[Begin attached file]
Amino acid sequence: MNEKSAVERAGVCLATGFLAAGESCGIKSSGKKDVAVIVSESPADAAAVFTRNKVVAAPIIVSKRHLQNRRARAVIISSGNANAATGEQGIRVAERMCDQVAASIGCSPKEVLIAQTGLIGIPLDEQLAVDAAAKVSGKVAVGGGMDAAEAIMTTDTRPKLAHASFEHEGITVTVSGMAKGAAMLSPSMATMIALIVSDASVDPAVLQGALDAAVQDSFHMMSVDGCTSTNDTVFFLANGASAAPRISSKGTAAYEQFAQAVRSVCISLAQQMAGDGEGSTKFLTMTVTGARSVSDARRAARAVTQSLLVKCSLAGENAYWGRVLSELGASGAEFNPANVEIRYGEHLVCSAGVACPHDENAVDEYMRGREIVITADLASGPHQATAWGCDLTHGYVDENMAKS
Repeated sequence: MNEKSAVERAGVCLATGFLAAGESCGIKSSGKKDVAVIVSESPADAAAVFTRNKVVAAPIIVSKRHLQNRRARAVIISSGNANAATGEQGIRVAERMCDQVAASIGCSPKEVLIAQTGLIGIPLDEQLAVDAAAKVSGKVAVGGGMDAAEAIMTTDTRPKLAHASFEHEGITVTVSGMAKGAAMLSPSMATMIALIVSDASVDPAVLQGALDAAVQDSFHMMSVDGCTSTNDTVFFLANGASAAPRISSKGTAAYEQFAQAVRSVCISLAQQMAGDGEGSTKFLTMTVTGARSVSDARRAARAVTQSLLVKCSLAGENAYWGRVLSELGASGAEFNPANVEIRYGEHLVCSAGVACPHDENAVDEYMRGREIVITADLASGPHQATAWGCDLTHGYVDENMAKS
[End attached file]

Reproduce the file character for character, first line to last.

Amino acid sequence: MNEKSAVERAGVCLATGFLAAGESCGIKSSGKKDVAVIVSESPADAAAVFTRNKVVAAPIIVSKRHLQNRRARAVIISSGNANAATGEQGIRVAERMCDQVAASIGCSPKEVLIAQTGLIGIPLDEQLAVDAAAKVSGKVAVGGGMDAAEAIMTTDTRPKLAHASFEHEGITVTVSGMAKGAAMLSPSMATMIALIVSDASVDPAVLQGALDAAVQDSFHMMSVDGCTSTNDTVFFLANGASAAPRISSKGTAAYEQFAQAVRSVCISLAQQMAGDGEGSTKFLTMTVTGARSVSDARRAARAVTQSLLVKCSLAGENAYWGRVLSELGASGAEFNPANVEIRYGEHLVCSAGVACPHDENAVDEYMRGREIVITADLASGPHQATAWGCDLTHGYVDENMAKS
Repeated sequence: MNEKSAVERAGVCLATGFLAAGESCGIKSSGKKDVAVIVSESPADAAAVFTRNKVVAAPIIVSKRHLQNRRARAVIISSGNANAATGEQGIRVAERMCDQVAASIGCSPKEVLIAQTGLIGIPLDEQLAVDAAAKVSGKVAVGGGMDAAEAIMTTDTRPKLAHASFEHEGITVTVSGMAKGAAMLSPSMATMIALIVSDASVDPAVLQGALDAAVQDSFHMMSVDGCTSTNDTVFFLANGASAAPRISSKGTAAYEQFAQAVRSVCISLAQQMAGDGEGSTKFLTMTVTGARSVSDARRAARAVTQSLLVKCSLAGENAYWGRVLSELGASGAEFNPANVEIRYGEHLVCSAGVACPHDENAVDEYMRGREIVITADLASGPHQATAWGCDLTHGYVDENMAKS